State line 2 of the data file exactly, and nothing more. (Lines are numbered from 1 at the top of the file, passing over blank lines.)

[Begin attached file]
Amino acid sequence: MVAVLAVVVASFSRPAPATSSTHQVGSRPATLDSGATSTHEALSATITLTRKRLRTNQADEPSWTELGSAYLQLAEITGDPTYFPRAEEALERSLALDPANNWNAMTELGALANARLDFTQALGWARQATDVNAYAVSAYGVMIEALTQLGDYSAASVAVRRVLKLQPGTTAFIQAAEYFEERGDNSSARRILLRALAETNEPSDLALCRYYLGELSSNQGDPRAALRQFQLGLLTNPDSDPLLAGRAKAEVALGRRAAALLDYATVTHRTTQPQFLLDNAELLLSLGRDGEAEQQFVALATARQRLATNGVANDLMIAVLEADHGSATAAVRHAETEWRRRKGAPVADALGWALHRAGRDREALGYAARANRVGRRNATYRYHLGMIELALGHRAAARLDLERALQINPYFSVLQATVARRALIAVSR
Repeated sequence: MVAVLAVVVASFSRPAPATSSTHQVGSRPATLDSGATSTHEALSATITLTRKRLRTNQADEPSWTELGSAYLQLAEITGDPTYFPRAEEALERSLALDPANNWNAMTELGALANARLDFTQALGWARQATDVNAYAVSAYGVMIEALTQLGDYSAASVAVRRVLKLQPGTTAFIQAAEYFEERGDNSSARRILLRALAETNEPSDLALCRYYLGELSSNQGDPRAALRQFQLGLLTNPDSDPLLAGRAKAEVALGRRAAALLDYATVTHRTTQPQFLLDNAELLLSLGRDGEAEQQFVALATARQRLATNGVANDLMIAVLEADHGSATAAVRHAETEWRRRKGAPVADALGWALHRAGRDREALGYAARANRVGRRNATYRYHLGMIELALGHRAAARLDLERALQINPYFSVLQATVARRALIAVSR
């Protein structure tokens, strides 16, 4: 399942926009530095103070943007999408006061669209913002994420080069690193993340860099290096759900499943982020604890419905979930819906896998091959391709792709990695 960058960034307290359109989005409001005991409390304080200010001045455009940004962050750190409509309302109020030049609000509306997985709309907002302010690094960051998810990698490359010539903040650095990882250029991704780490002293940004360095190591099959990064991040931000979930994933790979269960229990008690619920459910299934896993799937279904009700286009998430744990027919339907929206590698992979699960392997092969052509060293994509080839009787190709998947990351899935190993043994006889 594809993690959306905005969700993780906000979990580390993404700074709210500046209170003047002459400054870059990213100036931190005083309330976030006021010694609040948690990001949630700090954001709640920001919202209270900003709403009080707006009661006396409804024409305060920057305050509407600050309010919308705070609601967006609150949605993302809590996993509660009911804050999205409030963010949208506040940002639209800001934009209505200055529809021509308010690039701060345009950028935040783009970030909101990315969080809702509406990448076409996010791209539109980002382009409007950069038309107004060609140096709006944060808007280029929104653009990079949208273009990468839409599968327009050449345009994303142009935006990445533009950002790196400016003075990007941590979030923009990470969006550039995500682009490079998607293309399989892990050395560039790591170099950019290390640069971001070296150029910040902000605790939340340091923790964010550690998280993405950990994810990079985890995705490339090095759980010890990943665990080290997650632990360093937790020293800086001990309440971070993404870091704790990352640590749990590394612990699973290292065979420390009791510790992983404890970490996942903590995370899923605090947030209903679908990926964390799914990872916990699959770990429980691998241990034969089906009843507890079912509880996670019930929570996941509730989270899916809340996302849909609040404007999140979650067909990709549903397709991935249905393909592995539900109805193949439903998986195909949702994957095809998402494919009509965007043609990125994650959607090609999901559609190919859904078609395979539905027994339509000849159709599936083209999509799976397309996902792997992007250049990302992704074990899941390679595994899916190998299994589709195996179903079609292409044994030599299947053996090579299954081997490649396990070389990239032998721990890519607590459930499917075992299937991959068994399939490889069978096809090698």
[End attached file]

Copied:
Repeated sequence: MVAVLAVVVASFSRPAPATSSTHQVGSRPATLDSGATSTHEALSATITLTRKRLRTNQADEPSWTELGSAYLQLAEITGDPTYFPRAEEALERSLALDPANNWNAMTELGALANARLDFTQALGWARQATDVNAYAVSAYGVMIEALTQLGDYSAASVAVRRVLKLQPGTTAFIQAAEYFEERGDNSSARRILLRALAETNEPSDLALCRYYLGELSSNQGDPRAALRQFQLGLLTNPDSDPLLAGRAKAEVALGRRAAALLDYATVTHRTTQPQFLLDNAELLLSLGRDGEAEQQFVALATARQRLATNGVANDLMIAVLEADHGSATAAVRHAETEWRRRKGAPVADALGWALHRAGRDREALGYAARANRVGRRNATYRYHLGMIELALGHRAAARLDLERALQINPYFSVLQATVARRALIAVSR